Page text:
The reception clerk apologized that the room we booked was “under construction” and that we had been upgraded. After being hustled about for 15 or 16 hours an upgrade was meaningless to me, and somehow it seemed odd that she apologized for upgrading us.  I just wanted a clean, warm place to go to sleep. But when I saw the room—words fail. It was a perfectly designed 400 square feet with a wall of windows overlooking Osaka. There were switches and lights everywhere and a magical bathroom with a toilet from an electronics store.

The toilet had a row of switches mounted on the wall. From what I could discern through the fog of travel I could push a button and get my butt washed and then push another button and get that same butt dried. This is all stuff I’ve done for myself for a number of years. And while adventure is always an attractive concept, the thought of getting blown off the toilet buy a gush of water wasn’t all that appealing so I settled for a standard flush but remain intrigued by a multifunction toilet.

We are headed for  Naoshima and  Teshima Islands in the Inland Sea that are reputed to be contemporary art centers. I’m going to have to be good because I think “contemporary art” is sort of like free verse, lacking traditional form and structure this art can be anything the artist wants it to be. I never had much appreciation the pile of sticks in the middle of a room that you can sometimes find at a contemporary art museum. But part of this textile and crafts tour of Japan are some contemporary art installations.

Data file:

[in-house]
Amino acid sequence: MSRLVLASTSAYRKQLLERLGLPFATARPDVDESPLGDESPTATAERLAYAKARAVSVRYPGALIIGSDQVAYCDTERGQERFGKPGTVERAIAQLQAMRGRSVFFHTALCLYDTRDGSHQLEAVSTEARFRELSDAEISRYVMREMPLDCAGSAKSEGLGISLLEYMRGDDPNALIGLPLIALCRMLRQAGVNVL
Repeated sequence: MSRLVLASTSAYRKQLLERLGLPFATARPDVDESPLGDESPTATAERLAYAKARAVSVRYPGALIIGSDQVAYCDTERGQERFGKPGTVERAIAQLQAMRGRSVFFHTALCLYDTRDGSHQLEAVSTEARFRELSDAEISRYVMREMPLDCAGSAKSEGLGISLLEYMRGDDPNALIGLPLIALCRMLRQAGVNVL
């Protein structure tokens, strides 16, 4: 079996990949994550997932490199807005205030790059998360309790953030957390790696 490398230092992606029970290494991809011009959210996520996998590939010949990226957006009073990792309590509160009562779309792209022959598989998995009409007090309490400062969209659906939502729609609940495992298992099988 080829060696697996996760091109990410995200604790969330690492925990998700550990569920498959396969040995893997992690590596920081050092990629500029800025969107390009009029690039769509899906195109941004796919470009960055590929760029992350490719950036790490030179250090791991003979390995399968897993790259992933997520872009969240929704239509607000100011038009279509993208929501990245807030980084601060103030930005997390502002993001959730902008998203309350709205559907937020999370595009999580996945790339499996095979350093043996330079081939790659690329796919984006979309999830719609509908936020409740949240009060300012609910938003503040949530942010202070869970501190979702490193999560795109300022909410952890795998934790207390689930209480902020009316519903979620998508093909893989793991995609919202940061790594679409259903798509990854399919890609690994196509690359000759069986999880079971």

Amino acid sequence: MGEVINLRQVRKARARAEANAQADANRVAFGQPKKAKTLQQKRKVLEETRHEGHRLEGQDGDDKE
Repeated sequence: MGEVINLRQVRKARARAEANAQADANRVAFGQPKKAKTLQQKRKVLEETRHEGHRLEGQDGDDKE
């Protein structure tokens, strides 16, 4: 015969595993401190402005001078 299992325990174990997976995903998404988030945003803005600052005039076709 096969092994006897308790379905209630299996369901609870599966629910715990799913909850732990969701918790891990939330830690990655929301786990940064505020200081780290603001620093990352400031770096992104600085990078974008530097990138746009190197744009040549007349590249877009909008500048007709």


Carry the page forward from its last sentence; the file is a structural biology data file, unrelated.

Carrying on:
Try to be good.

Try to be good.

Try not to be boorish and don’t make fun of contemporary artists.

Much.

Alan Stark is traveling Japan with this Blue Eyed person. He will be sending irregular dispatches for the next several weeks.

Postcard: Bermuda barracuda

The barracuda, a long, sinister-looking fish commonly found in warm ocean water, meets its demise when its predator instinct lures it into biting a bait fish with a large hook inside it. Such was the case for these five fellas during a deep-sea fishing trip off the south coast of Bermuda this week. JR Bean, who captains Paradise One, sliced them into filets shortly after returning to land. As he did so, an old-timer walked by and began chatting up a tourist. “Every day is a good day above ground,” the Bermudian said, “but when you get out on the water, it’s better. You get away from all this madness, all this stress.” Man’s gain is the barracuda’s loss, I suppose.

Photo by Devon O’Neil